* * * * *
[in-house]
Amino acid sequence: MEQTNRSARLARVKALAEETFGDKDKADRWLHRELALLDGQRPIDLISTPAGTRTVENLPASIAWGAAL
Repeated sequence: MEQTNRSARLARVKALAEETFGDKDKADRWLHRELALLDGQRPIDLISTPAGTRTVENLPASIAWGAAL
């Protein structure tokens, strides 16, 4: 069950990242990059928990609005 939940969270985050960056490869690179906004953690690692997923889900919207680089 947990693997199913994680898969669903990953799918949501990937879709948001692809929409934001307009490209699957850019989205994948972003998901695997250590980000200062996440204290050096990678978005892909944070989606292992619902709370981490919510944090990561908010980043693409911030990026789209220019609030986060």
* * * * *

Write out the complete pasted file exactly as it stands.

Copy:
[in-house]
Amino acid sequence: MEQTNRSARLARVKALAEETFGDKDKADRWLHRELALLDGQRPIDLISTPAGTRTVENLPASIAWGAAL
Repeated sequence: MEQTNRSARLARVKALAEETFGDKDKADRWLHRELALLDGQRPIDLISTPAGTRTVENLPASIAWGAAL
């Protein structure tokens, strides 16, 4: 069950990242990059928990609005 939940969270985050960056490869690179906004953690690692997923889900919207680089 947990693997199913994680898969669903990953799918949501990937879709948001692809929409934001307009490209699957850019989205994948972003998901695997250590980000200062996440204290050096990678978005892909944070989606292992619902709370981490919510944090990561908010980043693409911030990026789209220019609030986060």